Millane’s father, David Millane, traveled to New Zealand last week after his daughter vanished, and Judge Evangelos Thomas addressed him and other family members.
“I don’t know what to say to you at this time, but your grief must be desperate,” he said, according to television station Three. “We all hope justice will be fair and swift and ultimately bring you some peace.”
The case has riveted people both in Britain and New Zealand.
Described by her father as fun-loving and family-oriented, Millane had been traveling in New Zealand as part of a planned yearlong trip abroad that began in Peru. She went missing Dec. 1 and failed to get in touch with her family on her birthday the next day, or on the days that followed, which alarmed them.
Before she vanished, Millane had been staying at a backpacker hostel in Auckland and left some of her belongings there. Detective Inspector Scott Beard said she met a man for a couple of hours in the evening before surveillance cameras showed them entering the CityLife hotel at about 9:40 p.m.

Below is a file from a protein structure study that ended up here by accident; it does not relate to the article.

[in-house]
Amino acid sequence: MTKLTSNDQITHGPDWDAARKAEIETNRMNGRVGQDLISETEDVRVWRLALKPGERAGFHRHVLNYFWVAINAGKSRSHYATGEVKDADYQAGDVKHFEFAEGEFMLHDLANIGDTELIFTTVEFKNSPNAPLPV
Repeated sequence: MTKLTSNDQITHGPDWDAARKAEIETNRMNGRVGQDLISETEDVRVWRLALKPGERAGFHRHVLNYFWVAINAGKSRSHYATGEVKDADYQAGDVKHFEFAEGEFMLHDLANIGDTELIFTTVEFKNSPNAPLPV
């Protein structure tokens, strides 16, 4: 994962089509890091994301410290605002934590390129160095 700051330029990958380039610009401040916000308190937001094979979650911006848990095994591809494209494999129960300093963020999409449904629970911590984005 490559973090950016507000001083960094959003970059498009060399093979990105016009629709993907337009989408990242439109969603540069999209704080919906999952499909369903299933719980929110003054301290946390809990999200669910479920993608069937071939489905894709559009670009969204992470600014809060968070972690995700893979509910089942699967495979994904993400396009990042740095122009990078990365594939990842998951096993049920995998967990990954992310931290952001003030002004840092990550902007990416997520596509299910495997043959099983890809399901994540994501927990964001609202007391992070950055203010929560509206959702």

A week after Millane disappeared, police detained a man for questioning and later charged him with murder.
On Sunday, police found a body they believe is that of Millane in a forested area about 10 meters (33 feet) from the side of the road in the Waitakere Ranges near Auckland. Police believe Millane’s body was taken to the area in a rental car that was later left in the town of Taupo.
The suspect’s lawyer, Ian Brookie, applied on Monday for name suppression on the basis his client needed it for a fair trial, an argument that Judge Thomas rejected on the basis of open justice. Brookie appealed, triggering the man’s name to be temporarily suppressed.
The man is scheduled to make his next court appearance Jan. 23.